Drowned in Scotland: October
Well hello there. This is Drowned in Scotland with a difference; that nice Billy lad is away down south and you're stuck with me instead. Who the hell am I you say? Well, I write or have written for various music publications - in the main, for Radar ; I live in Glasgow; I normally can be found in Nice'n'Sleazy or similar; and I have a habit of dancing along to whatever's playing on my headphones in the middle of the street. In the past few months I've been engaged in the wonderful world of wedding planning; but it'll all be over by the time you read this. We'll probably disagree sometimes, but I'm sure we'll get along just fine - you can shout at me on Twitter or something otherwise - @elaineinglasgow. Anyway let's get down to it, eh?
In the month since the last installment of this column the Scottish New Music Awards were held and, sadly, left a bit of a bitter taste in some mouths. Mouths who aren't fans of Sandi Thom, which I imagine is most of you reading this. If you missed out on the commentary at the time, I recommend this report from blogger The Pop Cop for an insight to the strangeness of the evening.
On to something more promising - it's difficult second album time for We Were Promised Jetpacks , who release In The Pit Of The Stomach on October 3.
The two years since their debut, These Four Walls, was released has been a whirlwind of tours; culminating in a North American support slot for their boyhood heroes, Jimmy Eat World.
"Opening that email was the most excited I think I've ever been," said drummer Darren Leckie. "I spent years listening to Bleed American daily; and I remember when Futures was about to come out hanging on every track.
"It was pretty amazing getting to watch them every night. And they were really nice people as well; very reassuring, as it was that kind of, 'what if this band I love are awful' feeling before you meet someone.".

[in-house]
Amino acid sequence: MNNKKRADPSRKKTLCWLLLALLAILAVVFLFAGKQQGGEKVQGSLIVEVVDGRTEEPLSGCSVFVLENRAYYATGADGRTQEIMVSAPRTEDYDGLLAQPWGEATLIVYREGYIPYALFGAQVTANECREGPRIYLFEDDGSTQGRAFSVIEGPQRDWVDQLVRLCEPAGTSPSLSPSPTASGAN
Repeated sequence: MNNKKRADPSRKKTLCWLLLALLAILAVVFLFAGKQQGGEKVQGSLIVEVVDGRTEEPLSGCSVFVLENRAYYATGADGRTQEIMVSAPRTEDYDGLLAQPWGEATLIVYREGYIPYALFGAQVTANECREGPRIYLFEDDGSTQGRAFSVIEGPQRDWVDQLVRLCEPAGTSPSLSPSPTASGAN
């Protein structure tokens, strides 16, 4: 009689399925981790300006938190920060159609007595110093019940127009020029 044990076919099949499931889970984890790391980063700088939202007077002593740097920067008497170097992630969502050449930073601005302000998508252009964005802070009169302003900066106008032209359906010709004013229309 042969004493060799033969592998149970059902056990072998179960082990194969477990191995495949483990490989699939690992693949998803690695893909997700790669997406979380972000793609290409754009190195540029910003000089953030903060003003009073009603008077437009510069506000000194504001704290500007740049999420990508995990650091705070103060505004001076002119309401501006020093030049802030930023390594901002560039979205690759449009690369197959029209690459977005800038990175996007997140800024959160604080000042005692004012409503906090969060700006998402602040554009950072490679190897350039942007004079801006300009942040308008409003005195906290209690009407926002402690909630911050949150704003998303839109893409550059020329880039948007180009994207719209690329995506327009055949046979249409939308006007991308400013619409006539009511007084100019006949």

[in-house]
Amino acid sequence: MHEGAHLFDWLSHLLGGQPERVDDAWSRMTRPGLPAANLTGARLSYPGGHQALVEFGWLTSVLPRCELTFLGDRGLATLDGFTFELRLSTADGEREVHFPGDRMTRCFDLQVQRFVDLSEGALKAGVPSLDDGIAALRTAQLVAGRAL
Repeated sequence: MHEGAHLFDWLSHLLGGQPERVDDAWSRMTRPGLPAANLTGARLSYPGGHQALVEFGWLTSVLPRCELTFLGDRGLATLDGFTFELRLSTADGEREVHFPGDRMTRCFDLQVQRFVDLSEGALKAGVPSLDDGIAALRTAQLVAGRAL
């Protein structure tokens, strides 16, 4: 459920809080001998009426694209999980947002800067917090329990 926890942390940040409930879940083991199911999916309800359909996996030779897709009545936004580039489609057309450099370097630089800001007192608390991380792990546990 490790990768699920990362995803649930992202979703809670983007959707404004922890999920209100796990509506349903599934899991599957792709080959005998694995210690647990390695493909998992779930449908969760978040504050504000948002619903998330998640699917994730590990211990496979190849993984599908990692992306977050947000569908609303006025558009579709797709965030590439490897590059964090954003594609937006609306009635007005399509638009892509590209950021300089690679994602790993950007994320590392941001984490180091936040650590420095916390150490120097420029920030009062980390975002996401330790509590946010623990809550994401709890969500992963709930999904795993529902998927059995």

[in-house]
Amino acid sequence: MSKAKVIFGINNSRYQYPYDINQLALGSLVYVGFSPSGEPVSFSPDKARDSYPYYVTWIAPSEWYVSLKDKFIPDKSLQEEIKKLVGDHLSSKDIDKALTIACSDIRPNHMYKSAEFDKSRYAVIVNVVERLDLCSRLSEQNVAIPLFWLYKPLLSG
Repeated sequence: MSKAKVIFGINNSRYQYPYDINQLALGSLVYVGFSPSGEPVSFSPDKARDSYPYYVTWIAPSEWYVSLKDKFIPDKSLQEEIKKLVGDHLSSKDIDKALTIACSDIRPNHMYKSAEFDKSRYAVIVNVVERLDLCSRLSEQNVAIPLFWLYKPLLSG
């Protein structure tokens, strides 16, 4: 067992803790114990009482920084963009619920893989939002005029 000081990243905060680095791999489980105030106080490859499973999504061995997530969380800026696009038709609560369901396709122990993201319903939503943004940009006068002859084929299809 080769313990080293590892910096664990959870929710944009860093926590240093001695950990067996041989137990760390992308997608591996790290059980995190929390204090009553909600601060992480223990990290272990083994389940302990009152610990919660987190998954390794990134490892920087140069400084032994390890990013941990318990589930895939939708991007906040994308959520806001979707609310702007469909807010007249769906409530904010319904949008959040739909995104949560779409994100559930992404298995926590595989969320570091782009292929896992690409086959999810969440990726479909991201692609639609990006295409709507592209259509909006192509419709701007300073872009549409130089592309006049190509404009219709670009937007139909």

After the tour, WWPJ were left to buckle down to some serious rehearsal and recording time. Unlike their debut, which was recorded in eight days straight, they shipped themselves off to Iceland for three weeks - at Sigur Ros's studio no less - with sound engineer Andrew Bush and producer Peter Katis.
"It was a huge difference in doing things," said Lackie. "We had time to really get in to things; we could, if we wanted, be in the studio 24 hours a day. While it didn't quite get to that, there were certainly a few late nights. "We had a lot of trust in Andrew and Peter; we knew that they understood what we were going for."
The writing process was different, too: "With the first album, we didn't have to stop and think what we were going to write for it. We hadn't even known an album would exist when we wrote the songs - they were just songs we had written as we went along. It was more a case of gathering together what we already had and putting it in order.
"This time round, there was a definite goal, we were working towards the album itself which felt quite different."
Roll on October 3rd.
Also moving on to album number two is Remember Remember, who released The Quickening on September 26 to widespread critical acclaim. It's a stunning album; much fuller than their debut, which is no surprise given RR is more of a full band concern now rather than a one-man act, but with the same feeling, full of shimmering loops and slow burning, shiver-up-your-spine style. It's out on Rock Action.